BAGHDAD (Reuters) - Iraq will not seek to extend the U.N. mandate of U.S. troops and they will pull out immediately if Iraqi parliament fails to approve a pact allowing them to stay until 2011, Iraq’s prime minister said on Sunday.
Prime Minister Nuri al-Maliki was speaking after Iraq’s leaders met with recalcitrant politicians on Sunday to try to persuade them to accept the pact, which gives the United States three years to phase out a military presence that started with a 2003 invasion to oust Saddam Hussein.
“Extending the presence of the international forces on Iraqi soil will not be our alternative,” Maliki told journalists. “The alternative will be their immediate withdrawal from Iraq.”
Leaders of every major political bloc apart from followers of Shi’ite cleric Moqtada al-Sadr attended late evening talks behind closed doors on Sunday, as the government struggled to win broad acceptance of the pact.
The meetings ended without a final resolution, said Hassan al-Shimmari, the leader in parliament of the Shi’ite Fadhila party, one of the factions opposed to the pact.
“It was agreed the heads should meet tomorrow and every bloc present demands ... as recommendations to be voted on,” he said.
Maliki and other cabinet ministers have fervently defended the pact, arguing that it is Iraq’s best hope for restoring sovereignty while avoiding the bloody chaos of recent years.
“An immediate withdrawal would not be in Iraq’s interests,” Maliki told the late night news conference. Many Iraqis have assumed Iraq’s only alternative was an extension of the existing U.N. mandate, which ends on December 31, given the security challenges it still faces.
Parliament has been debating the proposed pact after cabinet approved it last Sunday. Lawmakers are scheduled to vote on it on Wednesday, before setting off for a holiday recess.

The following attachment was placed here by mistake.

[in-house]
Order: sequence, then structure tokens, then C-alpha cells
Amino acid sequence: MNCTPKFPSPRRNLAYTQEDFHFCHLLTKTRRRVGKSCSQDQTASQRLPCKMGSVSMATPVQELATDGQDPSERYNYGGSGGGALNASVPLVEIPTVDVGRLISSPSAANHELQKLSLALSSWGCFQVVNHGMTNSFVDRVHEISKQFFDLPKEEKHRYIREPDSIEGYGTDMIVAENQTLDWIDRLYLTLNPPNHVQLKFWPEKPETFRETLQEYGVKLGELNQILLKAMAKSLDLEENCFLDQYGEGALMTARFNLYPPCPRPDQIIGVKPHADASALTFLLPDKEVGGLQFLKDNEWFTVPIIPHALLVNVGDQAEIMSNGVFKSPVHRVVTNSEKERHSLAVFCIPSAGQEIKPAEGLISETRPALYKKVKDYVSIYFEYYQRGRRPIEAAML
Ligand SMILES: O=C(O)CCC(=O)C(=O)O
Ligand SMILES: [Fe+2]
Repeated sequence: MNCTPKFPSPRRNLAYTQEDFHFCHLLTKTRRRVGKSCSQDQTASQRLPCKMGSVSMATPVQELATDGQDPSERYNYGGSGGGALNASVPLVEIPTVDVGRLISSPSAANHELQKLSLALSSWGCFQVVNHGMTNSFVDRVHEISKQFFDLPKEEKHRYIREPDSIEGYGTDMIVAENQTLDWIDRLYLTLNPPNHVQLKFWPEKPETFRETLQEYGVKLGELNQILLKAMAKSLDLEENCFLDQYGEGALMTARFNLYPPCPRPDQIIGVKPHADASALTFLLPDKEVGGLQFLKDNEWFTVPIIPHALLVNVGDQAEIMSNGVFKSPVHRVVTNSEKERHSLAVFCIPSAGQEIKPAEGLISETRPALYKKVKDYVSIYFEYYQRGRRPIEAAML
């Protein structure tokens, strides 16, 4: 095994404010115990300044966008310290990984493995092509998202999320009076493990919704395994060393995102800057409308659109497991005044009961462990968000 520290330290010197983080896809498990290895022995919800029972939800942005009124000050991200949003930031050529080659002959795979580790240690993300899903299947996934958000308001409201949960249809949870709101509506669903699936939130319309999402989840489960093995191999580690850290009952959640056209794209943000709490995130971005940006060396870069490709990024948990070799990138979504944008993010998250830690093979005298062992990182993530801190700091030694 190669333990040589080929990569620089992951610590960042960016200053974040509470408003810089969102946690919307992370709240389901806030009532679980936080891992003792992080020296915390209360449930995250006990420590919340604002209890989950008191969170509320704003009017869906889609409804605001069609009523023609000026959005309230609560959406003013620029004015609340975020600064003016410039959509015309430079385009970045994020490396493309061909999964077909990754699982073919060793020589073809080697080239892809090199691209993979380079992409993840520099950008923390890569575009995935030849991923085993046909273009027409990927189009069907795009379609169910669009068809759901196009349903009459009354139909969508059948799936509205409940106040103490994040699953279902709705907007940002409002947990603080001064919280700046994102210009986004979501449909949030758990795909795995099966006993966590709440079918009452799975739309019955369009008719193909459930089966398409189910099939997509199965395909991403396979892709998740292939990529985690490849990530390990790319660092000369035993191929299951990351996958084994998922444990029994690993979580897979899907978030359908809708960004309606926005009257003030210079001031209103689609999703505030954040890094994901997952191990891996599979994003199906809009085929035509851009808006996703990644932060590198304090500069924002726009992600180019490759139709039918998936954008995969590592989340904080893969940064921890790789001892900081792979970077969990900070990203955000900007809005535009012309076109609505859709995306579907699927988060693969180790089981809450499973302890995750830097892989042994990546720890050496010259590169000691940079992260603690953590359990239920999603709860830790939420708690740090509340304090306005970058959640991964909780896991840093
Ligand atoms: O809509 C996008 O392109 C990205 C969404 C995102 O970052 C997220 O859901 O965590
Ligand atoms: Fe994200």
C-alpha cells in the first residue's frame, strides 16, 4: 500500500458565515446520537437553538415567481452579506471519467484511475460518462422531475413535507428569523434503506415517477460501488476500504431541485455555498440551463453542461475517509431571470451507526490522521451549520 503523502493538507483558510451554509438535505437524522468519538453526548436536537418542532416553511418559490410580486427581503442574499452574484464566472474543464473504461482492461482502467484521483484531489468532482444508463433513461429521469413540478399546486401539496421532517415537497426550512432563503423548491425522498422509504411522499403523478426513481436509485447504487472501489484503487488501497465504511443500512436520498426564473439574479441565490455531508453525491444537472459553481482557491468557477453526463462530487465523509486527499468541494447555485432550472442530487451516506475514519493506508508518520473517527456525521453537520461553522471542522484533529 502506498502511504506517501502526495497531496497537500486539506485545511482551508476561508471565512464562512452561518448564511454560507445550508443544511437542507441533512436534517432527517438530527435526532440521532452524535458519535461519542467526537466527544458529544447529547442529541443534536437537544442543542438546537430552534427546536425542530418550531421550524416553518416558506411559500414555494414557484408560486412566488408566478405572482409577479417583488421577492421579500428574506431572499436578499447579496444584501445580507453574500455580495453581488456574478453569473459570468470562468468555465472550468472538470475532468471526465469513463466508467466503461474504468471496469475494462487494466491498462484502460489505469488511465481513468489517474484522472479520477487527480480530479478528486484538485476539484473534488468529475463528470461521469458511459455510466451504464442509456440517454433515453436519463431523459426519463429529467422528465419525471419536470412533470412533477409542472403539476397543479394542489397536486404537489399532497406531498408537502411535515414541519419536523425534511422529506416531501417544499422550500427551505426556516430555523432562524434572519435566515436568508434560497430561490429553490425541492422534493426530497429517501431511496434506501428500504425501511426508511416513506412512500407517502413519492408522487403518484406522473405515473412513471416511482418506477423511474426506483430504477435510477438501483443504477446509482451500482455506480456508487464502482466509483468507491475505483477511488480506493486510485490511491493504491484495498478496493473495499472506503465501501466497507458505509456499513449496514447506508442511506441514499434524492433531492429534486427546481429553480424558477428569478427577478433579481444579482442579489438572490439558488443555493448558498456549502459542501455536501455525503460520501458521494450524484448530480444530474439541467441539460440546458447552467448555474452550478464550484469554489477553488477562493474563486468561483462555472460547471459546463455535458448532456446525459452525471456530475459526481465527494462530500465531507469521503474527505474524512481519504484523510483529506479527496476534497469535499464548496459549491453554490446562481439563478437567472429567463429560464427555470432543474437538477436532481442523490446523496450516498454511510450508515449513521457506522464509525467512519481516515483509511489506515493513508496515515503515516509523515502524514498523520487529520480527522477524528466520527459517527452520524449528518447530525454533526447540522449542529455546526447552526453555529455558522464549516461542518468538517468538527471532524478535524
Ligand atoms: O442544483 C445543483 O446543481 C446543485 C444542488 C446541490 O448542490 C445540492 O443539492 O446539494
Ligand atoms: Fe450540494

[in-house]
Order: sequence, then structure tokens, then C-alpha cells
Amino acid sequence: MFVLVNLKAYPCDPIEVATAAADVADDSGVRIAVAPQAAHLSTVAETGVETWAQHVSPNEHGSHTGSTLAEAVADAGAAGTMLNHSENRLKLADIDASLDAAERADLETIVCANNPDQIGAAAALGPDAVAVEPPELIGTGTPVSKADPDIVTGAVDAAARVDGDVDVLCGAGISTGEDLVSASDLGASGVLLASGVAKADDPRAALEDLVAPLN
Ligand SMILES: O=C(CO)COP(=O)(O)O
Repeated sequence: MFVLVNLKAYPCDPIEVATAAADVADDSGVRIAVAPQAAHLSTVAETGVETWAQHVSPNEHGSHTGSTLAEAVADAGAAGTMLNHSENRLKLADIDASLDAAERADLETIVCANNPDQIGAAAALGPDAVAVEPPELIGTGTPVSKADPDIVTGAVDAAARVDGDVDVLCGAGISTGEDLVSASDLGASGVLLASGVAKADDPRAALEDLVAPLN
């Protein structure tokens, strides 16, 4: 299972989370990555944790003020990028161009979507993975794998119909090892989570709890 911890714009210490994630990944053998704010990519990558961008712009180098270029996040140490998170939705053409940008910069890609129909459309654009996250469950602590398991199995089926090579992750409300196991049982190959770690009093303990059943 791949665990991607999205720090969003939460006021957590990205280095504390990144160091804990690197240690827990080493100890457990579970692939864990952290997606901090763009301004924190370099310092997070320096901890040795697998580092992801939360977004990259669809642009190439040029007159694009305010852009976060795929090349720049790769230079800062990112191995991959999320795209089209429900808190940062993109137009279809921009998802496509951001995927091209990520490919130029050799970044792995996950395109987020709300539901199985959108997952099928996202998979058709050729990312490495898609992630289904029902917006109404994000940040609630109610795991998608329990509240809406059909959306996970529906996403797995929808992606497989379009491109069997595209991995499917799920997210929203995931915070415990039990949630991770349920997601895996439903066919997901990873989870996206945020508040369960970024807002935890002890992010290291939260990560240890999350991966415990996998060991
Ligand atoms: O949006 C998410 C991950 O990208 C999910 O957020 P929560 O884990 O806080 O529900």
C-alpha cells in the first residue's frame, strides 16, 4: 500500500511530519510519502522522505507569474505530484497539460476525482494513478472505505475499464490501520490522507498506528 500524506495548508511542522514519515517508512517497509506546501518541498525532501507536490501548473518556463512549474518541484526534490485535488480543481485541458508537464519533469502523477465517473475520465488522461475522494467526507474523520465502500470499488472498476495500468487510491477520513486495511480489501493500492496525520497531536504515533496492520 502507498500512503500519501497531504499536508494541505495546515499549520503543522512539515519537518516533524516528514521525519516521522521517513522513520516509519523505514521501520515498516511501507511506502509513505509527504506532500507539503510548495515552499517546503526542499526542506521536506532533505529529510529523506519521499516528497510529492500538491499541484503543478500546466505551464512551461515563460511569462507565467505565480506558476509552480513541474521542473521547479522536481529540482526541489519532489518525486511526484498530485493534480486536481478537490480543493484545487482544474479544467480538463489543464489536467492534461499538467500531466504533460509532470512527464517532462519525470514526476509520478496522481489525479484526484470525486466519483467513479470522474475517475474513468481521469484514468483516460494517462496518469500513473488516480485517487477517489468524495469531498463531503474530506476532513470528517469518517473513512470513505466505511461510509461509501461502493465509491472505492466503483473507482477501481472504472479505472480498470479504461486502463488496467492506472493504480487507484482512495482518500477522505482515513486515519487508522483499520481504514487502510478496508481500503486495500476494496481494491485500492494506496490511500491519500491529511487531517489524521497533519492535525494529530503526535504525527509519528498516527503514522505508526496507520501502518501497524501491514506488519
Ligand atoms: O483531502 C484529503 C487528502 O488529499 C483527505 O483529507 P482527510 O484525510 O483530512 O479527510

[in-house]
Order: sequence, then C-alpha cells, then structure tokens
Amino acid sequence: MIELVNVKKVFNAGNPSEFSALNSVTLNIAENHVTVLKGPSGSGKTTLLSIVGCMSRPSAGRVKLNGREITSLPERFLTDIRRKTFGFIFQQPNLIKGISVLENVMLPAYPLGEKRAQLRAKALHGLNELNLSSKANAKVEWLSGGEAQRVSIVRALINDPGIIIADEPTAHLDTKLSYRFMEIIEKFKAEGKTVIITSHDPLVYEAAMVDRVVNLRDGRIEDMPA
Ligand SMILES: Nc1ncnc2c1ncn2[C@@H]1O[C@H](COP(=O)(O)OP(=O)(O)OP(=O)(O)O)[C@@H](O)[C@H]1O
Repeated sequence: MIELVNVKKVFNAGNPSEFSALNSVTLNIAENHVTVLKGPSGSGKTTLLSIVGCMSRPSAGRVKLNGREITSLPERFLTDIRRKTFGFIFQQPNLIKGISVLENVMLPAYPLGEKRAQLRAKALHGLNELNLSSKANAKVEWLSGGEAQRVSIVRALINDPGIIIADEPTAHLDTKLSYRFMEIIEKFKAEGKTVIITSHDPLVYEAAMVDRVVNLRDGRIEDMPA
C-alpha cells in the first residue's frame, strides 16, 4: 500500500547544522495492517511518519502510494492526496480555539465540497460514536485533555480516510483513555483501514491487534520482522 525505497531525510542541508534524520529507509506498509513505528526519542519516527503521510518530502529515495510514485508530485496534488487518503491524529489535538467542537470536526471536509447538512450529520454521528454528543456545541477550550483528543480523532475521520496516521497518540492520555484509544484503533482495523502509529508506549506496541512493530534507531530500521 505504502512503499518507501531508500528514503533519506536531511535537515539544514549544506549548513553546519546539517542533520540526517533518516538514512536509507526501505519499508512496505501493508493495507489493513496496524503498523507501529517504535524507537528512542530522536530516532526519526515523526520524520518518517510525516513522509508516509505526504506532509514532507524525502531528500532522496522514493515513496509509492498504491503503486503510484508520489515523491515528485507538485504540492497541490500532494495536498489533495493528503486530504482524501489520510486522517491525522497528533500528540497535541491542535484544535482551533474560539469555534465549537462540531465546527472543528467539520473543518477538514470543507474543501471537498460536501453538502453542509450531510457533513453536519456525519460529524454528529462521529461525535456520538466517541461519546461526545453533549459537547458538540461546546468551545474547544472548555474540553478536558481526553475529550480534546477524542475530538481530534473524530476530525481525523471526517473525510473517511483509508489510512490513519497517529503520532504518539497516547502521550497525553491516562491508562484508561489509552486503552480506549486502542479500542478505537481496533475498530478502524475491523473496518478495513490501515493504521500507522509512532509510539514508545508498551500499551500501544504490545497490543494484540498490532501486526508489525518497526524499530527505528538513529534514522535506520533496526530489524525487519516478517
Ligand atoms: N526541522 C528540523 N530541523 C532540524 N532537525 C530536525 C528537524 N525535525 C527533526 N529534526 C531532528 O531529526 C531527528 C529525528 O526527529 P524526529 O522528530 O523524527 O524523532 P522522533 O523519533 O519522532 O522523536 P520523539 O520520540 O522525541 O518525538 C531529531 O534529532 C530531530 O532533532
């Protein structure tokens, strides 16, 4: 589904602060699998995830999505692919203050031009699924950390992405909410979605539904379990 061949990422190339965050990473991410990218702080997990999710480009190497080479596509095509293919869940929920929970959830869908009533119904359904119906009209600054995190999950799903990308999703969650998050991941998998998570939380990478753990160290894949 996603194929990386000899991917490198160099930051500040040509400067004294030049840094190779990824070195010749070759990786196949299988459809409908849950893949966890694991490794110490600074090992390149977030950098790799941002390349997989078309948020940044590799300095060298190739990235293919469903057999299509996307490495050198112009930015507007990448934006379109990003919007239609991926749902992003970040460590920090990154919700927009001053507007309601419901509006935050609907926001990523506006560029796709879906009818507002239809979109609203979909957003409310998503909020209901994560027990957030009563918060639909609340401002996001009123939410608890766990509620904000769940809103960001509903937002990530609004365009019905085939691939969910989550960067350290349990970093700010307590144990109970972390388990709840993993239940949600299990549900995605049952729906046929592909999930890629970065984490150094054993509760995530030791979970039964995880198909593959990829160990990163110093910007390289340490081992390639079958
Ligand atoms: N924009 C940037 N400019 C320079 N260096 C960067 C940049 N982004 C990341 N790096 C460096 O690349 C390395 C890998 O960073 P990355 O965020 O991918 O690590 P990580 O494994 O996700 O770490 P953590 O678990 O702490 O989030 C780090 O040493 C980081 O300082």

Large Shi’ite and Kurdish parties that support Maliki may have enough votes to pass the pact, but to win a broad consensus they need to win over Sunni Arabs and smaller parties.
The Sadrists, who have been isolated from the political mainstream since a government crackdown on their Mehdi Army militia this year, oppose any extension of the U.S. presence. Thousands of their supporters marched against the pact on Friday.
They have 30 seats in the 275 seat legislature.
All other groups say they back a pact in principle. But some, including the main Sunni Arab group, the Accordance Front, have reservations about the text thrashed out over nearly a year of painstaking negotiations between Baghdad and Washington.
Several have indicated they may not approve it or turn up, prompting dire warnings from the government of a return to the violence that threatened to tear Iraq apart after the invasion.
Influential Shi’ite cleric Grand Ayatollah Ali al-Sistani, who could sink the pact if he disapproved of it, has said it is up to parliament to decide. But he says the pact should have the support of all of Iraq’s communities.
Writing by Tim Cocks; editing by Sami Aboudi